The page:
33(1)(e)(i)               37
33(1)(j)                  30
33(3)(a)(ii)              28
33(2)(a)                  24
33(2)(b)                  24
NRF                       15
MAKE YOUR SELECTION       12
Non Cwlth-depositor       10
Court records              9
33(1)(f)(i)                7
33(1)(f)(ii)               5
33(1)(f)(iii)              4
33(1)(h)                   4
33(1)(c)                   3
Destroyed                  2
Name: reason, dtype: int64

The reasons starting with '33' are clauses in section 33 of the Archives Act. You can look up the Act to find out more about them, or look at this list on the NAA website. Some of the reasons, such as 'Parliament Class A' refer to particular types of records that are not subject to the same public access arrangements as other government records. Others, such as 'MAKE YOUR SELECTION' seem to be products of the data entry system!

Looking at the other most common reasons:

  • 33(1)(g) relates to privacy
  • 'Withheld pending adv' is applied to files that are undergoing access examination and have been referred to the relevant government agency for advice on whether they should be released to the public. This is not a final determination – these files may or may not end up being closed. But, as any researcher knows, this process can be very slow.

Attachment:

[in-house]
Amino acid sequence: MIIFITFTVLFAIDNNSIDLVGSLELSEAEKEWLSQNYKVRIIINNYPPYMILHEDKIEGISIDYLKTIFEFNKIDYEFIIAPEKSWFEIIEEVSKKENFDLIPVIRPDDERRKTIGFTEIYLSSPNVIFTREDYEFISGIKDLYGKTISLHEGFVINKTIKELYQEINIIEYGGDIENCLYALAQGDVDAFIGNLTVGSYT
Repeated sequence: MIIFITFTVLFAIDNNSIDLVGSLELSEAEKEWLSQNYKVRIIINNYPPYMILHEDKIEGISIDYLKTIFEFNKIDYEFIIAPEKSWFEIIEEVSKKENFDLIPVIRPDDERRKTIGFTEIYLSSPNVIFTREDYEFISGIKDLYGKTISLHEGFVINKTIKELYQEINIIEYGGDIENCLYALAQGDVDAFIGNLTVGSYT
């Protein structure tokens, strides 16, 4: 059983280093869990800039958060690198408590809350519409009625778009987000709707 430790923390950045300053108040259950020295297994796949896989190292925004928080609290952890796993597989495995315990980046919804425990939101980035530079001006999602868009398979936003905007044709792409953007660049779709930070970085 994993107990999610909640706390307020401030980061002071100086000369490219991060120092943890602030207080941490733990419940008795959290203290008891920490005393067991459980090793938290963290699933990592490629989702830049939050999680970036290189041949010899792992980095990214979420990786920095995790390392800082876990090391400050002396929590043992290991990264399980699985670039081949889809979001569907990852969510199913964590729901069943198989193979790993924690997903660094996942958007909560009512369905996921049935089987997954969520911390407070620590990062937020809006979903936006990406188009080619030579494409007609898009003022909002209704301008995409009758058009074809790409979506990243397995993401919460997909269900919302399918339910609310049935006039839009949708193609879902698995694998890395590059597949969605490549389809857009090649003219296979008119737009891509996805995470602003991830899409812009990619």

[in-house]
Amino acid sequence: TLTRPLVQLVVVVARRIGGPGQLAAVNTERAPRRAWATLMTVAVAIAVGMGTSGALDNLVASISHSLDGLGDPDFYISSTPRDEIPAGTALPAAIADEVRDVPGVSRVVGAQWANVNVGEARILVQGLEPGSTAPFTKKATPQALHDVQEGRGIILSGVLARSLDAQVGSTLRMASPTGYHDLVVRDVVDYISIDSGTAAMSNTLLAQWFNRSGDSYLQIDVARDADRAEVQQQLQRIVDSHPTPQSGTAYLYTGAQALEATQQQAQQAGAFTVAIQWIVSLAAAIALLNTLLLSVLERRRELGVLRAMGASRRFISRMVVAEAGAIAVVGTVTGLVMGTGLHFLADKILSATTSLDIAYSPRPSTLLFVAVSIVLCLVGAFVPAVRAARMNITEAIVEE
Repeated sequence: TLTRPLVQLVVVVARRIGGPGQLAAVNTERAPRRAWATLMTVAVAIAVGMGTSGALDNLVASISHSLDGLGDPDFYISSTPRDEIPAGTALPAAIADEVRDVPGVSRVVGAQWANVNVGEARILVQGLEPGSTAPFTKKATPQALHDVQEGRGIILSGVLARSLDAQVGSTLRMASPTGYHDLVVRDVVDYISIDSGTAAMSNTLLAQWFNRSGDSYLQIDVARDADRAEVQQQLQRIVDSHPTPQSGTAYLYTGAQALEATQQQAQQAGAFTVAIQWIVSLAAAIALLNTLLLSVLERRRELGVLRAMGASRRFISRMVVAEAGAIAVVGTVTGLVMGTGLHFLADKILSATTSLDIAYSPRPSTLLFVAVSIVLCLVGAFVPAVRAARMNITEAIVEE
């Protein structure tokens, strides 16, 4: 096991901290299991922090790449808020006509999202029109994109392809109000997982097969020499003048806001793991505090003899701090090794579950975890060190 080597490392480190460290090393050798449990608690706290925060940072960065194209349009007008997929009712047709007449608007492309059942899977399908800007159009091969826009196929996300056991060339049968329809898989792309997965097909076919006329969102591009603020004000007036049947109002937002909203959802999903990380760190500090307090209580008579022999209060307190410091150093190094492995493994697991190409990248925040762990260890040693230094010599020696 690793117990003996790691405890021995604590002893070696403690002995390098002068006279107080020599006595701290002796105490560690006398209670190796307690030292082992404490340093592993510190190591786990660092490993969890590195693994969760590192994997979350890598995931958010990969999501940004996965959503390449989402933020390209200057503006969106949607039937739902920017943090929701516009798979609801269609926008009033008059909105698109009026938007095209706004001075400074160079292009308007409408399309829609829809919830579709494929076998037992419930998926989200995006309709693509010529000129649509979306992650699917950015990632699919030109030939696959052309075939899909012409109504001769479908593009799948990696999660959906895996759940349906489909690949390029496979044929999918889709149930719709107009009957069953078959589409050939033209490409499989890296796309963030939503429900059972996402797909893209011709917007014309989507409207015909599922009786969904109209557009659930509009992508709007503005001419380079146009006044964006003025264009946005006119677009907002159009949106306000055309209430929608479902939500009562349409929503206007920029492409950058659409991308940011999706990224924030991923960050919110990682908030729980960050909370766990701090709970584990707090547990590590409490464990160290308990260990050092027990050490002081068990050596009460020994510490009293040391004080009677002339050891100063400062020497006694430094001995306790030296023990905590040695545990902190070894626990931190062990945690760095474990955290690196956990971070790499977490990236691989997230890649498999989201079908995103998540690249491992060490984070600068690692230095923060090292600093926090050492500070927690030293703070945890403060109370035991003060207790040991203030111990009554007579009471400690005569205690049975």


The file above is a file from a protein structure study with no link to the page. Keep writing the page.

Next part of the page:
• 33(1)(a) is the national security catch-all

You might also notice that there's a blank line in the list above. This is because some closed files have no reasons recorded in RecordSearch. We can check this.

In [241]:
missing_reasons = df2020.loc[df2020['reasons'] == '']
missing_reasons.shape[0]
Out[241]:
49

There are 46 closed files with no reason recorded. Here's a sample.

In [242]:
missing_reasons.head()
Out[242]:
identifier series control_symbol title contents_date_str contents_start_date contents_end_date location access_status access_decision_date_str access_decision_date reasons
612 546435 A1838 919/13/4 PART 31 France - Disarmament - Nuclear Weapons Testing 1972 - 1972 1972-01-01 1972-01-01 Canberra Closed 07 Oct 2016 2016-10-07
661 548392 A1838 3127/3/4 South Korea - Labour 1959 - 1968 1959-01-01 1968-01-01 Canberra Closed 11 Dec 2014 2014-12-11
862 567499 A1838 563/2/16 PART 9 Radio Australia - Technical - Foreign broadcas... 1961 - 1961 1961-01-01 1961-01-01 Canberra Closed 29 Aug 2012 2012-08-29
1351 733600 AWM239 178 [RAN Medical Officers' journals] PENGUIN (1 Ap... 1945 - 1945 1945-01-01 1945-01-01 Australian War Memorial Closed 14 Apr 2003 2003-04-14
1560 853102 AWM103 R478/1/147 [Headquarters, 1st Australian Task Force (HQ 1... 1970 - 1970 1970-01-01 1970-01-01 Australian War Memorial Closed 22 Jun 2009 2009-06-22

Let's change the missing reasons to 'None recorded' to make it easier to see what's going on.

In [243]:
df2020_reasons['reason'].replace('', 'None recorded', inplace=True)

Let's chart the frequency of the different reasons.

In [244]:
# Once again we'll create a compact dataset for charting
reason_counts = df2020_reasons['reason'].value_counts().to_frame().reset_index()
reason_counts.columns = ['reason', 'count']
In [245]:
# Make the Chart
alt.Chart(reason_counts).mark_bar().encode(
    x='reason',
    y=alt.Y('count', title='number of files'),
    tooltip=['reason', 'count']
)
Out[245]: